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The story of the famed siege of the Alamo during the Texas Revolution, in which a small band of soldiers held off an overwhelming army under the Mexican general Santa Anna long enough to allow the Texan army to gather its strength. Written by
Jim Beaver <firstname.lastname@example.org>
THE ALAMO: THIRTEEN DAYS TO GLORY, James Arness' variation of his mentor John Wayne's 1960 classic, attempts to present the famous 1836 Texas siege in human terms, utilizing the more 'intimate' medium of television to make the story of the defenders more understandable. Eschewing the 'living legend' portrayals of the earlier film, a sincere effort is made to make the famous personalities of the battle more realistic, with both good and bad qualities, thus making their heroism more personal, and ultimately profound.
While this is certainly an admirable intention (it would also be the motivation behind the 2004 ALAMO), the TV-film fails, and isn't held in high regard by either Alamo historians or fans of the small collection of films concerning that pivotal moment in Texas history.
A major problem is that THIRTEEN DAYS TO GLORY is seriously miscast. Other than the inspired choices of Alec Baldwin as William Barret Travis, and Raul Julia, who nearly steals the film as Gen. Antonio Lopez de Santa Anna (offering what is probably the most accurate portrayal of the 'Napoleon of the West', ever), virtually every actor is wrong for their role. Arness, at 64, lacks the dynamic, corrupt vitality of the historical Bowie, 40, prior to his physical collapse at the start of the siege (caused, historians now believe, by advanced tuberculosis, or another fatal lung disease). The filmmakers choose, rather, the LAST COMMAND approach to Bowie, injuring him during the battle, instead, and giving him enough energy to cling to a lamp and wall, and to die 'on his feet', his famous knife in his hand. Arness' portrayal is closer in spirit to his outdoorsman 'Zeb Macahan' in the TV "How the West Was Won", than the charismatic swindler/slaver. Even worse is Brian Keith, 66, as 49-year old David ('Davy') Crockett. The frail-looking, silver-haired Keith, while correctly emphasizing Crockett's heritage as a politician, appears acutely uncomfortable in the physically demanding role, and totally lacks the magnetism that made Crockett legendary. As for 68-year old Lorne Greene as 43-year old Sam Houston, the less that is said, the better. In trying to be more 'honest', the film chose acting 'legends', forgetting that performers of legendary status tend to make their characters 'larger-than-life'.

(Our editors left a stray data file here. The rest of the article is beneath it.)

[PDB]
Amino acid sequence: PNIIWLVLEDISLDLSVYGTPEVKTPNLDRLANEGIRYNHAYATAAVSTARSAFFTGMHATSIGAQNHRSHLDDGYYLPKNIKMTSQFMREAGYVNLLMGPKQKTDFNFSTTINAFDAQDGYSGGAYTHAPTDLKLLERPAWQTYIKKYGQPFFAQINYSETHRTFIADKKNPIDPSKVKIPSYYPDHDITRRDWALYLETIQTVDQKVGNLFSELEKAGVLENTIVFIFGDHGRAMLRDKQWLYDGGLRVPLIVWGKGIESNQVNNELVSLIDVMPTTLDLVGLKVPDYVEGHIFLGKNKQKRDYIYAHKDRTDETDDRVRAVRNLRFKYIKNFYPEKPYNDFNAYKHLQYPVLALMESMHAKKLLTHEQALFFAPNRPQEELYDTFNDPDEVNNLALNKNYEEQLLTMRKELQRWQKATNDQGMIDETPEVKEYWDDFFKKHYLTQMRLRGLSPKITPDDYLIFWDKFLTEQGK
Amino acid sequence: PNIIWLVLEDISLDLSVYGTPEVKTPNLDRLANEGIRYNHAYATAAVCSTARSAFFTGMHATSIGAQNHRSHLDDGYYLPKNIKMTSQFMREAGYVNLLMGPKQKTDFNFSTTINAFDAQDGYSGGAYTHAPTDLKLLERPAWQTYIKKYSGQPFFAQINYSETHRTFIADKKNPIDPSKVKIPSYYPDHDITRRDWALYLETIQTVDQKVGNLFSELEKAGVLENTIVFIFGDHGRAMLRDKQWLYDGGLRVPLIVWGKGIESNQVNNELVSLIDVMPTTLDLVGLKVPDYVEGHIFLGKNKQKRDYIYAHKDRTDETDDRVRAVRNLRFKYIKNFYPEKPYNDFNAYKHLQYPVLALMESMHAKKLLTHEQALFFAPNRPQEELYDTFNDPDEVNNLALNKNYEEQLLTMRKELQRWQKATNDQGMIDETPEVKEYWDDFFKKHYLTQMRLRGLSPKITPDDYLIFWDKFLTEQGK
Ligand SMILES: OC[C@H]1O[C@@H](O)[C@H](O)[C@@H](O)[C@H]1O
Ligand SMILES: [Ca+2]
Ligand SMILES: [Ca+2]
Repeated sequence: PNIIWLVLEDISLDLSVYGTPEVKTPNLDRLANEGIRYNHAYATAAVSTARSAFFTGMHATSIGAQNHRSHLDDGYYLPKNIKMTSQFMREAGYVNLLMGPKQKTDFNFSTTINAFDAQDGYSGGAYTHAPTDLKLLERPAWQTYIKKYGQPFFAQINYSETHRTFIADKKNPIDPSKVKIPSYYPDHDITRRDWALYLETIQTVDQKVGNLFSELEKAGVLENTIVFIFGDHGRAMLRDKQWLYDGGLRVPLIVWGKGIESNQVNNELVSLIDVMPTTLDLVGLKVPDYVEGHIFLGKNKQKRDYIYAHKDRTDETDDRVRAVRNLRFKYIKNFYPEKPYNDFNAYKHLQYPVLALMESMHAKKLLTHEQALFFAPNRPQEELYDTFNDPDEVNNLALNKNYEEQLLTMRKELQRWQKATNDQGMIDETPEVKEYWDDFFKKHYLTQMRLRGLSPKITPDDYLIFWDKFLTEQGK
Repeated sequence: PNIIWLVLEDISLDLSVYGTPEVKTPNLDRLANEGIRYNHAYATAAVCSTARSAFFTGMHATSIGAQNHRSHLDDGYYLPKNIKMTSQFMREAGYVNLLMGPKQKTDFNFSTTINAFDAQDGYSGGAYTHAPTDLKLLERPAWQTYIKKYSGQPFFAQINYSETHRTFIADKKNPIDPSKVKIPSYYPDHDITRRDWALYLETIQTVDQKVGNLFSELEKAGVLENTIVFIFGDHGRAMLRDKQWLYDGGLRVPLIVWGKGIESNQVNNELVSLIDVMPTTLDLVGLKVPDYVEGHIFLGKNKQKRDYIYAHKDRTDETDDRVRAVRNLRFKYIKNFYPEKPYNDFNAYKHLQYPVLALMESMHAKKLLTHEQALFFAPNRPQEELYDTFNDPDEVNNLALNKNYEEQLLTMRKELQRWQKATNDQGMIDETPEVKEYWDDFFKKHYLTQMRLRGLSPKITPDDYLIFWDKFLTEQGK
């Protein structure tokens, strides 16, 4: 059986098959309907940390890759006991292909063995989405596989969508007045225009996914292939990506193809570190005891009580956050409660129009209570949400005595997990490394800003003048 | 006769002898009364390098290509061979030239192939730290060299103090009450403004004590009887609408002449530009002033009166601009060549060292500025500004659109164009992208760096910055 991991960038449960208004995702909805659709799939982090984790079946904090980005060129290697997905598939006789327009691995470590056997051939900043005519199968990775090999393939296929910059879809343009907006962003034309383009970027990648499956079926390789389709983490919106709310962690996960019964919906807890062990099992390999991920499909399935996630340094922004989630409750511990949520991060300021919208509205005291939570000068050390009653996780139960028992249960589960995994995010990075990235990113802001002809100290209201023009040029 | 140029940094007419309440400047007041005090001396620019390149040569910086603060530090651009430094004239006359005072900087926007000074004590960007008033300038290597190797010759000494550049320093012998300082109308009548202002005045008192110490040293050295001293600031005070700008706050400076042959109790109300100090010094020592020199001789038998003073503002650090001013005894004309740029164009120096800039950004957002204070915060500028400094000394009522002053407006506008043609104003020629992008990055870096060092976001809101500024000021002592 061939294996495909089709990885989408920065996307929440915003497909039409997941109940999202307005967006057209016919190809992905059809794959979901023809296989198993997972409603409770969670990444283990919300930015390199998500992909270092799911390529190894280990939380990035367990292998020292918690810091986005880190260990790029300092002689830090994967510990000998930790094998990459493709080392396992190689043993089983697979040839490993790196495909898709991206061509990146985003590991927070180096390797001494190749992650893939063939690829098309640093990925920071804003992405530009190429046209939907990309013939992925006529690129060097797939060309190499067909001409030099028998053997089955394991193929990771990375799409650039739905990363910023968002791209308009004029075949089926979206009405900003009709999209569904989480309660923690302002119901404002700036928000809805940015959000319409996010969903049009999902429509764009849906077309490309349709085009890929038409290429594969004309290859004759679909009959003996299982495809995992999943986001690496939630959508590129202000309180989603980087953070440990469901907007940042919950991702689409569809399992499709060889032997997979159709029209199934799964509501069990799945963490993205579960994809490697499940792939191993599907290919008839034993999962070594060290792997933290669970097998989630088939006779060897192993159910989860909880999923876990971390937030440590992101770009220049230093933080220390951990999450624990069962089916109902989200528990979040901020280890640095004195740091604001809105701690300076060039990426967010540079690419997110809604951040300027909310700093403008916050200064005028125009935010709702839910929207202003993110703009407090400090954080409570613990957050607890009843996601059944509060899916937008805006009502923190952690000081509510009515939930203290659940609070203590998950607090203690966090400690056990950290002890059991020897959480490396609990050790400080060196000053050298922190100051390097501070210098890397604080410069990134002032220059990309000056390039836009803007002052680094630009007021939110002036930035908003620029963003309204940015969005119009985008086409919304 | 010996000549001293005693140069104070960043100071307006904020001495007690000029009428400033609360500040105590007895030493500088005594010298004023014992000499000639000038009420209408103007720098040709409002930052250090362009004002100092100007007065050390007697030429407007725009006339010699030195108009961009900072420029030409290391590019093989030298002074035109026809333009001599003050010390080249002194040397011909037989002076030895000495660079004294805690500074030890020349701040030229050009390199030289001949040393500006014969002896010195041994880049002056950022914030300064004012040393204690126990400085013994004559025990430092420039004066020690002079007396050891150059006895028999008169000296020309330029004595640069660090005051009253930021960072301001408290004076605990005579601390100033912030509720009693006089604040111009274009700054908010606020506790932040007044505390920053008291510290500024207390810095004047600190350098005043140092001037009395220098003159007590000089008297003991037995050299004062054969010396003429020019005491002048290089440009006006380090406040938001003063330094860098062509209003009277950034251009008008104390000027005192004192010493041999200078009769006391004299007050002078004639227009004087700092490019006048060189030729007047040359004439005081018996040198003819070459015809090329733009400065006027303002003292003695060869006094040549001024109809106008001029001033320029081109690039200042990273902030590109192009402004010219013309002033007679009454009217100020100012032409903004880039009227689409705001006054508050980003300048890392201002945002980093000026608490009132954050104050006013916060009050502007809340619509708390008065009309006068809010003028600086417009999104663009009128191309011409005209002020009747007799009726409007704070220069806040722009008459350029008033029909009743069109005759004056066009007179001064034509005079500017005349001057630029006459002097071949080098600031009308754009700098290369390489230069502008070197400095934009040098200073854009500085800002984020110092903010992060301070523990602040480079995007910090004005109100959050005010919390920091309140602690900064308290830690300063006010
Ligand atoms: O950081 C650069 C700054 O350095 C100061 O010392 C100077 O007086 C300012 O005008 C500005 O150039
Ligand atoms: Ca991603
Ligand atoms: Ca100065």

Shot at the '60 ALAMO movie set in Brackettville, Texas, in the 110-degree heat of late summer, the cold dampness of March, 1836 was never achieved. Compounding the problem was a budget that was too small to hire the 'army' of extras required to give lopsided battle some scope. Instead, the production liberally 'lifted' shots from 1955's THE LAST COMMAND, filmed at yet another location (with budget restrictions of it's own), and the differences of the sets, and the film stock, are occasionally jarring.
THE ALAMO: THIRTEEN DAYS TO GLORY, for all of it's ambitions, is, ultimately, no more than a 'B' movie with higher aspirations!
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